Leona Maguire continues to go from strength to strength
British Amateur win the latest success for the dominant player in women’s amateur golf
Leona Maguire of Slieve Russell hits an approach shot during the final day of the Ladies British Open Amateur Championship at Pyle and Kenfig Golf Club. Photograph: Richard Martin-Roberts/Getty Images
Predictions are best left to Nostradamus or those fortune tellers you find down sidestreets. Let’s just say that you don’t need a crystal ball or tarot cards to realise just where Leona Maguire is headed, her win in the British Women’s Amateur Open at Pyle and Kenfig on the south Wales coast the latest accomplishment in providing evidence of how good she truly is.
The 22-year-old from Co Cavan is unquestionably the dominant player in women’s amateur golf; and, in this case, the world amateur rankings don’t lie: Maguire’s first stint as number one, from May 2015 to May 2016 lasted exactly 52 weeks, and her second spell knows no signs of stopping any time soon. It started in August 2016 and has now stretched to 47 weeks, a total of 99 weeks in her amateur career.
To put this in perspective, only Lydia Ko - a two-time Major champion and a 14-time winner on the LPGA circuit since turning professional - has enjoyed a longer stretch as world amateur number one. The Kiwi’s spell amounted to a total of 130 weeks. Nobody else came close. Not Minjee Lee. Not Brooke Henderson. Only Maguire, who looks set to remain in the hot seat for the foreseeable future and very likely break Ko’s record.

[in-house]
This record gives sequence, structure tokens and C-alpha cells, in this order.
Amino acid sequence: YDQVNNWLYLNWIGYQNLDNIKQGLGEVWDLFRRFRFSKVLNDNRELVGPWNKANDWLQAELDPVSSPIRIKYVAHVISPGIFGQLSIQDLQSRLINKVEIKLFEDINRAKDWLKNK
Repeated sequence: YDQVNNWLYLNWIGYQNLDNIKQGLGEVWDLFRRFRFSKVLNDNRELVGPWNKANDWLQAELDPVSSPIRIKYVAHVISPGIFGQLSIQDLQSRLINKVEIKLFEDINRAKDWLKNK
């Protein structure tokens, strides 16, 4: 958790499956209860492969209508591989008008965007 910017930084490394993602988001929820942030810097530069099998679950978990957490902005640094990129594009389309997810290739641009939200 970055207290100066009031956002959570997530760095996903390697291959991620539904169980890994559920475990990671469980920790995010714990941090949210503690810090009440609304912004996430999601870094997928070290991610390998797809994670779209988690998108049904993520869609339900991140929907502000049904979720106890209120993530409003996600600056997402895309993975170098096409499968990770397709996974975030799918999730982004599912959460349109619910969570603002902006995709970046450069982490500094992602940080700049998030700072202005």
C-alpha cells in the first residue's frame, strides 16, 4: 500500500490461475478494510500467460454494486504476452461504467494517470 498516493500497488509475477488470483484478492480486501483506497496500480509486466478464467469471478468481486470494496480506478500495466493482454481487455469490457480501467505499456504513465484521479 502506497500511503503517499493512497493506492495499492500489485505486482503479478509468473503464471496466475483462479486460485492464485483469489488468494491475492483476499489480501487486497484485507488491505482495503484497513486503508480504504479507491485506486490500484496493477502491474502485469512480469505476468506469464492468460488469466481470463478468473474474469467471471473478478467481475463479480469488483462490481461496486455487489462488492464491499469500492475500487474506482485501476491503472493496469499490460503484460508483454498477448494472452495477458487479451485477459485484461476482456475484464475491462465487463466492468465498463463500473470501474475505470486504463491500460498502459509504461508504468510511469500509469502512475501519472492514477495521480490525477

But record-breaking is what Maguire does so well. She is a multiple winner of the Annika Award - presented by the legendary Annika Sorenstam to the outstanding collegiate golfer in the United States each year - and she is a multiple winner of the Mark H McCormack Medal, presented to the leading player in the world rankings at the end of each season.
The immediate future for Maguire will see her tee it up (as an amateur) against the professionals in the upcoming US Women’s Open at Trump National in New Jersey next month and also the British Women’s Open at Kingsbarns in Scotland in August. There will also be sponsors’ invitations to play in events on the LPGA Tour, as well as her own amateur schedule which includes the Vagliano Trophy match in Bogogno in Italy later this month.
It is what will happen after she finishes dominating the amateur game that is truly exciting, for when Maguire completes her degree at Duke University in North Carolina next May, the natural progression will be to turn professional. That is in less than a year’s time, and it is a move that will make her a global name.
It is worth looking at her predecessors as world amateur number one and what they achieved - so far - in the pro game. Ko has won two Majors, the Evian Championship in 2015 and the ANA Inspiration last year, and has 25 wins globally on the professional circuit. Minjee Lee has three LPGA Tour wins. Brooke Henderson is a three-time winner on the LPGA Tour.
Maguire’s record in the amateur ranks would suggest she has the pedigree to do the same, and - perhaps - more.